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Closed-Loop Oxygen Control

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posted on 2023-07-10, 22:55 authored by James Harper

Guidelines recommend that oxygen should be titrated to achieve a target oxygen saturation (SpO2 ) range in acutely unwell patients, a concept colloquially known as “swimming between the flags”. The limited available evidence suggests the current practice of manual oxygen titration commonly does not achieve the prescribed SpO2 target range, resulting in exposure to inadequate and/or excessive concentrations of oxygen, and potential risk of harm. The aim of the research presented in this thesis is to investigate a novel method of oxygen delivery, using nasal high-flow (NHF) with automatic oxygen titration, to achieve SpO 2 within the prescribed target range.

An initial feasibility study was undertaken, whereby the closed-loop algorithm used for automatic oxygen titration was tested in participants with resting hypoxaemia. This study also investigated physiological responses to changes in flow and oxygen concentration, enabling the algorithm to be developed and optimised. The percentage of time spent with SpO 2 within a target range using closed-loop control improved during the 12 study visits from 65% at the first visit to 90% at the last visit.

The validated version of the algorithm was evaluated in a controlled laboratory-based setting. A randomised crossover study was undertaken involving 42 participants with chronic lung disease who desaturated during exertion. The main aim was to determine the ability of automatic oxygen titration to maintain SpO2 within a target range during a six-minute walk test (6MWT) and subsequent 10-minute recovery period. The comparator interventions were room air and a fixed concentration of oxygen, both delivered using NHF. During the 6MWT, the proportion of time spent with SpO2 in target range using automatic titration was greater than room air; difference 26.0% (95%CI 17.7 to 34.2), P<0.001, and not differ significantly from the fixed concentration of oxygen; -8.2% (95%CI -16.5 to 0.1), P=0.052. In comparison, during the rest period the proportion of time spent in range using automatic titration was greater than fixed concentration of oxygen; difference 19.3% (95%CI 8.9 to 29.7), P<0.001, and did not differ significantly from room air; -9.3% (95%CI -19.7 to 1.0), P=0.077. These results demonstrated proof of concept efficacy of the system in responding to changes in SpO2 outside of a target range.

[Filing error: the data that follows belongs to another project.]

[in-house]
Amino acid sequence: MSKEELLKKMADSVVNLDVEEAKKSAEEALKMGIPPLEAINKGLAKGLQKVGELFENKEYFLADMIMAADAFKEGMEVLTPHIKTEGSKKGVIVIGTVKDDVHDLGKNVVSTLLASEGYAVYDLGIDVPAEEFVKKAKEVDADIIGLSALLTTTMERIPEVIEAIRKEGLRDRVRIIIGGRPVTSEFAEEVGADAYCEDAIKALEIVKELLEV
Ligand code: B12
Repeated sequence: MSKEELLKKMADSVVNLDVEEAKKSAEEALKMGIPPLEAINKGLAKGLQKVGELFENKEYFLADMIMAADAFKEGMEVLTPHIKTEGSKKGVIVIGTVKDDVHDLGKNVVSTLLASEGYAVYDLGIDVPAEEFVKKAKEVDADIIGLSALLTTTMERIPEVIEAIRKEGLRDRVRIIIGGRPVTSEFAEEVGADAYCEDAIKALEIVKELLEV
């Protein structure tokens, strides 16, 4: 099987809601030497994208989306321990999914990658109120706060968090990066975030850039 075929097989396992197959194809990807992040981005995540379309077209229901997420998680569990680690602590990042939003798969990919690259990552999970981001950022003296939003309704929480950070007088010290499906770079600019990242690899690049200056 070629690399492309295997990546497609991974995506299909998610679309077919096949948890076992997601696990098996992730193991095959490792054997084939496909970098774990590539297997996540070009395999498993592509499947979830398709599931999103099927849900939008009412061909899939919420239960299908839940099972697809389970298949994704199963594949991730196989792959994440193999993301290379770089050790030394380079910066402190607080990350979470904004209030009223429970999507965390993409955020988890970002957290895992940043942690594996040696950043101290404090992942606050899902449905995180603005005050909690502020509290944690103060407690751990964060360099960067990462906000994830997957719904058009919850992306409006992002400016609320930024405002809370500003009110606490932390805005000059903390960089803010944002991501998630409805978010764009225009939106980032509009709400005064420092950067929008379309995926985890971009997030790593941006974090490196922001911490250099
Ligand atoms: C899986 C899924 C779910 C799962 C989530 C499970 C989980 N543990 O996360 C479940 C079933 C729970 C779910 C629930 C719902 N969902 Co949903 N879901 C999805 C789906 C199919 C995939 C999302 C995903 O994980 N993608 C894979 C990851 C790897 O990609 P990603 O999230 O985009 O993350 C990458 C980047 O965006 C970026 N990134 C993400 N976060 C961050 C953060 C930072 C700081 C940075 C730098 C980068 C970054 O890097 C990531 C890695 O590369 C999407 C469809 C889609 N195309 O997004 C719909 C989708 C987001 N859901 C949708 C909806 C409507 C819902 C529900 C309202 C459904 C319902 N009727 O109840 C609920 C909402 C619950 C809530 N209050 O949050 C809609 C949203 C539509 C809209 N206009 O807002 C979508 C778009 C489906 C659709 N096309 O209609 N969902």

The efficacy of manual oxygen titration in terms of maintenance of SpO2 within a prescribed target range was assessed in two studies. A retrospective audit of 62 medical patients in whom a prescribed target SpO2 range was present, demonstrated the mean (SD) proportion of SpO2 measurements recorded in the inpatient observation chart which were within range while receiving oxygen was 56.2% (30.6). The mean percentage of measurements above range was 33.5% (33.8) and 10.3% (17.8) below range. Patients with a reduced hypercapnic target range (88-92% or lower) had a higher probability of having SpO2 above range; multivariate odds ratio 5.34 (95%CI 1.65 to 17.3), P=0.006.

A non-interventional study using continuous pulse oximetry for 24-hours in 80 acutely unwell medical patients receiving oxygen was undertaken in order to assess the time exposure to SpO2 within, above and below range, and to investigate which factors influence this. The mean (SD) proportion of time spent in target range was 55.6% (23.6); this was lower in those with a reduced hypercapnic target range compared to those with a range of 92-96%, difference - 13.1% (95%CI -3.0 to -23.2), P=0.012. The proportion of time spent above range was 16.2% (22.9); this was higher in those with a reduced hypercapnic range, difference 21.6% (95%CI 31.4 to 12), P<0.001. The proportion of time below range was 28.4% (25.2), with no difference between target ranges.

A randomised controlled trial was undertaken in this same medical inpatient population comparing NHF with automatic oxygen titration to NHF with manual oxygen titration for a period of 24-hours. 20 participants were included in the analysis. Automatic oxygen titration resulted in a median (IQR) 96.2% (95.2 to 97.8) of time within the target range compared to 71% (59.4 to 88.3) with manual titration; difference 24.2% (95%CI 7.9 to 35), P<0.001. This marked difference confirmed the efficacy of automatic oxygen titration in acutely unwell medical patients.

This series of clinical studies has evaluated NHF with automatic oxygen titration from initial feasibility, to proof-of-concept efficacy and has ultimately demonstrated superiority compared to current practice in the acute inpatient setting. The additional studies undertaken have demonstrated a need for this technology based on the difficulty in achieving a target SpO 2 range according to the current practice of manual oxygen titration. This body of work paves the way for a paradigm shift in the delivery of oxygen for acutely unwell patients and presents a means to achieve the main objective of oxygen therapy as described by the concept of “swimming between the flags”. Further studies in different patient populations are now required to confirm these findings and larger studies are needed to assess the impact of automatic oxygen titration on clinical outcomes.


Copyright Date



Te Herenga Waka—Victoria University of Wellington

Rights License

Author Retains All Rights

Degree Discipline

Biological Sciences

Degree Grantor

Te Herenga Waka—Victoria University of Wellington

Degree Level


Degree Name

Doctor of Philosophy

Victoria University of Wellington Item Type

Awarded Doctoral Thesis



Victoria University of Wellington School

School of Biological Sciences


Ackerley, David; Beasley, Richard